"There's not even a breath of air." Abigail turned from the window. "Might rain tomorrow, if the clouds come up."
Susannah sighed. "When did you ever care about the weather, Sister?" She fluttered her fan in the sweltering parlor.
Abigail glared at her. "I've cared ever since I've had to go outside like a field hand and feed that wretched mule in the barn. With the war raging, I'm the one that has to do all the work around here."
"Think about how hard all those slaves had it, working day and night with nothing but a sip of water and a kiss from McCormick's whip!" Susannah rearranged her skirt, sat primly at the edge of the sofa. "Why, you'd think it was you who toiled around here all your life. You did nothing but swan about in pretty frocks, waiting for a husband, but none ever showed."
Furious, Abigail stalked out the door. The farm was quiet under the smoldering sun. Slaves had melted away at the start of the war. The women lived alone. Susannah's husband died in battle two years ago. The sisters hunkered down, reluctant to tell neighbors they needed help. Everyone was suffering since the war started. They'd find a way, somehow.
In a thicket behind the barn, a man hid, blood oozing from a leg wound. When the Rebels shot Caleb, he'd staggered off the field of battle and deserted the Union Army. An old rutted path, overgrown with weeds, led him to this dilapidated farm.. The fields were silent, the stalls empty, except for a mule and chickens. Behind the building was a water pump. Caleb drank his fill, then settled in behind the shrubs. He had pried the bullet out yesterday. Now he needed to rest, get something to eat.
It wasn't long before a woman stormed off the porch, walked briskly towards the barn. She was middle aged, with a spinster's face. To call it stern would be a kindness. Abigail muttered under her breath, angry blasts of words cutting through the afternoon heat.
She didn't hear Caleb come up from behind. In one swift motion, he seized her, shoved his palm against her mouth. "Scream and you're dead. Understand?" Abigail understood. Her knees weakened, collapsed, and she floated to the ground. "I'm here for food and water. Then I'll be on my way." he said.
Abigail found her voice. "Dirty Yankee! That's what you are! Why, I oughta call for my daddy! He'll run you off!"
Caleb snorted, spit into the dirt. "Lady, there ain't been no man here for a long time, judgin' from the way this place looks. Who else lives here?"
He aimed his pistol. "Speak!"
" I don't have to say a thing to a Yankee soldier. Besides, you said you'd be on your way!"
"Look here, I'll tell you when I'll be on my way! I need food. A basin to wash in. Fetch 'em and I'll spare your life and not burn the house down." He had small, mean eyes that glittered out from under a thatch of red hair. There was no doubt he meant business. Abigail softened her approach.
"Sir, I'll wager you were raised a gentleman. Now, I'll fetch you that food and basin, even make a bedroll for you up in the loft." She twirled a strand of hair around her finger, peered up at him with a smile. Caleb lowered the pistol. Abigail stood, brushed at her skirt.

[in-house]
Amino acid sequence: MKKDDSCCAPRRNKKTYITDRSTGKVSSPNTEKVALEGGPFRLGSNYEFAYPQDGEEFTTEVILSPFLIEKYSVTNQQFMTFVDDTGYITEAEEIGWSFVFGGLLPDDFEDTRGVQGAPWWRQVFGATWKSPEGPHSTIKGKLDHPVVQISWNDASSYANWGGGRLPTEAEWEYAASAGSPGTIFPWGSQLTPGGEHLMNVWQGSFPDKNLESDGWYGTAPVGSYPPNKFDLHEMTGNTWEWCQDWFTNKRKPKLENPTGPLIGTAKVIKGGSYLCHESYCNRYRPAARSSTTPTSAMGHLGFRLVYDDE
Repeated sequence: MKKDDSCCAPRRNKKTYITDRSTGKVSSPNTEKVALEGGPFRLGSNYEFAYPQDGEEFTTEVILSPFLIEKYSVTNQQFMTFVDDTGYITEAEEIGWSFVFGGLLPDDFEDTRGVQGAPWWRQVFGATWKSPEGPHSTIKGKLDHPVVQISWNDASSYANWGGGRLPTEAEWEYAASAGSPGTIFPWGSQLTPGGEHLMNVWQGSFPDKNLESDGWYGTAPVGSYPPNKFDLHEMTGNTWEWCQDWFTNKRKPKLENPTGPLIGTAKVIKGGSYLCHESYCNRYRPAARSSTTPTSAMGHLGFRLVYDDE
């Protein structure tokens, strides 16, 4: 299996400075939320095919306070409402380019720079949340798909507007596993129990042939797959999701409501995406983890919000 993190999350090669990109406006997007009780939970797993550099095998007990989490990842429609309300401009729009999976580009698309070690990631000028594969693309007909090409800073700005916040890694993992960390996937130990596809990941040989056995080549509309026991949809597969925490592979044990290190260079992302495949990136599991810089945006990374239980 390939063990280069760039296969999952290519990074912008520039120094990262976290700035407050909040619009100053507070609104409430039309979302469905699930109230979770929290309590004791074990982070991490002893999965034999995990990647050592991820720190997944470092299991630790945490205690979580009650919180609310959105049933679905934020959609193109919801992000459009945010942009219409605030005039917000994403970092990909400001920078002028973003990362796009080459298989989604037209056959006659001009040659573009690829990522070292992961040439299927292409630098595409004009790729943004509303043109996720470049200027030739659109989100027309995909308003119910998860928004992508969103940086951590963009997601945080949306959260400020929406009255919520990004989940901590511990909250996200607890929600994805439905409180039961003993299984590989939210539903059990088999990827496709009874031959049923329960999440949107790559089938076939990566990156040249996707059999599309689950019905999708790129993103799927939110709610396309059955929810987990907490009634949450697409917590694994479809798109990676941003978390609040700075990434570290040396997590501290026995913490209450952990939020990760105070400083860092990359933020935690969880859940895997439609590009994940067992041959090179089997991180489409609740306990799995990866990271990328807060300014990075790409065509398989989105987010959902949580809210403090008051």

"As you can see, my sister and I need help around here. How about you do chores for us and we let you stay a while? A little work will make you stronger. You'll heal just fine with my good cooking. If not, you'll have to fend for yourself."
Caleb looked at her hard. He could kill the women, take what he needed. But what if a neighbor came by to check on them? If captured, they'd hang him for sure. There was still a chance he could slip home to Pennsylvania, hide away until the war ended.
He nodded, rubbed his chin. "What is it you want me to do?"
"Feed that blasted mule, clean out his stall, make sure the chickens are fed, plant seeds, hoe weeds. A little carpentry. Oh, and dig a big hole out yonder by the garden for manure that's piling up."
Caleb worked hard each day, and Abigail brought him food. Sometimes they talked while he ate. The glow from the lamp softened the harsh edges from Abigail's face. She appeared interested as Caleb talked of his home, the war. She found more chores for him to do each morning. Caleb got his strength back.
After three weeks, Caleb was feeling better. It was time to leave. He'd honored the bargain, and so had Abigail. The farm was in good repair, his wound had healed. With luck, he might be home before the first snowfall.
That night, Abigail came to the barn with his supper, stood behind him as he ate, fussing with her apron while he talked.
"Reckon I'll be leaving at first light. Gotta get home", he said, dabbing his bread into a bowl of stew. Abigail didn't answer. "Ya hear me?"
Something pressed into the back of Caleb's head. He stiffened, dropped the bowl, half rose off the stool.
A pistol shot pierced the sweltering night. The mule brayed. Then silence.
* * * * * * * * * * * * *
"Well, Sister", Susannah said, pouring tea into a china cup. "Looks like you're back to feeding that wretched mule again." They sat on the porch, watching the rain drip through broken gutters.
Abigail shrugged, placed two sugar cubes on her saucer, reached for a cookie. "Yes, I guess that's true. But another one will come along soon. They always do."
The sisters smiled, glanced towards the barn and the mounded dirt over the freshly dug hole by the garden, right alongside four others.
© Sharon Frame Gay
Bio: Sharon Frame Gay grew up a child of the highway, playing by the side of the road. Her work has been internationally published in anthologies and literary magazines, including Chicken Soup For The Soul, Typehouse, Fiction on the Web, Lowestoft Chronicle, Thrice Fiction, Crannog Magazine, and others. Her work has won prizes at Women on Writing, The Writing District and Owl Hollow Press. She is a Pushcart Prize nominee. You can find her on Amazon as well as Facebook as Sharon Frame Gay-Writer. Twitter: sharonframegay